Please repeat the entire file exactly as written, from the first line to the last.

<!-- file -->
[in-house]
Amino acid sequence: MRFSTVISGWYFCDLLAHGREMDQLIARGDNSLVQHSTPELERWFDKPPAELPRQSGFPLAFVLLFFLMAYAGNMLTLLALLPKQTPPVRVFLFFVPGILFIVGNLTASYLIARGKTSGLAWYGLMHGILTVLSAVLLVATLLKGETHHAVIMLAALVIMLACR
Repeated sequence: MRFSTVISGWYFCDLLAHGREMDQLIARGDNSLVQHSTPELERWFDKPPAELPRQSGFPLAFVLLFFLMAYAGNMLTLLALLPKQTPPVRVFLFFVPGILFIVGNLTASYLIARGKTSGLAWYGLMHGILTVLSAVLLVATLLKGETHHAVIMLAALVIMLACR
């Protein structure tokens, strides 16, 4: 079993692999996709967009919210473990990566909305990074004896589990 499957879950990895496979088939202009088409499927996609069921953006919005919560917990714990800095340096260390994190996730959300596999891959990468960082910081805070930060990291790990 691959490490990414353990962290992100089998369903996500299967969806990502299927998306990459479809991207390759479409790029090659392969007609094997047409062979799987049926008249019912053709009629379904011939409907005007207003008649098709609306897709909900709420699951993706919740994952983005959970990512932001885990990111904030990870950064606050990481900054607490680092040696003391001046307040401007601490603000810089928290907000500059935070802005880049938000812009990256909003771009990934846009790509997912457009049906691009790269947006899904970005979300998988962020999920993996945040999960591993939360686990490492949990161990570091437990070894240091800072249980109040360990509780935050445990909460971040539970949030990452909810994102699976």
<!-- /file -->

[in-house]
Amino acid sequence: MRFSTVISGWYFCDLLAHGREMDQLIARGDNSLVQHSTPELERWFDKPPAELPRQSGFPLAFVLLFFLMAYAGNMLTLLALLPKQTPPVRVFLFFVPGILFIVGNLTASYLIARGKTSGLAWYGLMHGILTVLSAVLLVATLLKGETHHAVIMLAALVIMLACR
Repeated sequence: MRFSTVISGWYFCDLLAHGREMDQLIARGDNSLVQHSTPELERWFDKPPAELPRQSGFPLAFVLLFFLMAYAGNMLTLLALLPKQTPPVRVFLFFVPGILFIVGNLTASYLIARGKTSGLAWYGLMHGILTVLSAVLLVATLLKGETHHAVIMLAALVIMLACR
């Protein structure tokens, strides 16, 4: 079993692999996709967009919210473990990566909305990074004896589990 499957879950990895496979088939202009088409499927996609069921953006919005919560917990714990800095340096260390994190996730959300596999891959990468960082910081805070930060990291790990 691959490490990414353990962290992100089998369903996500299967969806990502299927998306990459479809991207390759479409790029090659392969007609094997047409062979799987049926008249019912053709009629379904011939409907005007207003008649098709609306897709909900709420699951993706919740994952983005959970990512932001885990990111904030990870950064606050990481900054607490680092040696003391001046307040401007601490603000810089928290907000500059935070802005880049938000812009990256909003771009990934846009790509997912457009049906691009790269947006899904970005979300998988962020999920993996945040999960591993939360686990490492949990161990570091437990070894240091800072249980109040360990509780935050445990909460971040539970949030990452909810994102699976």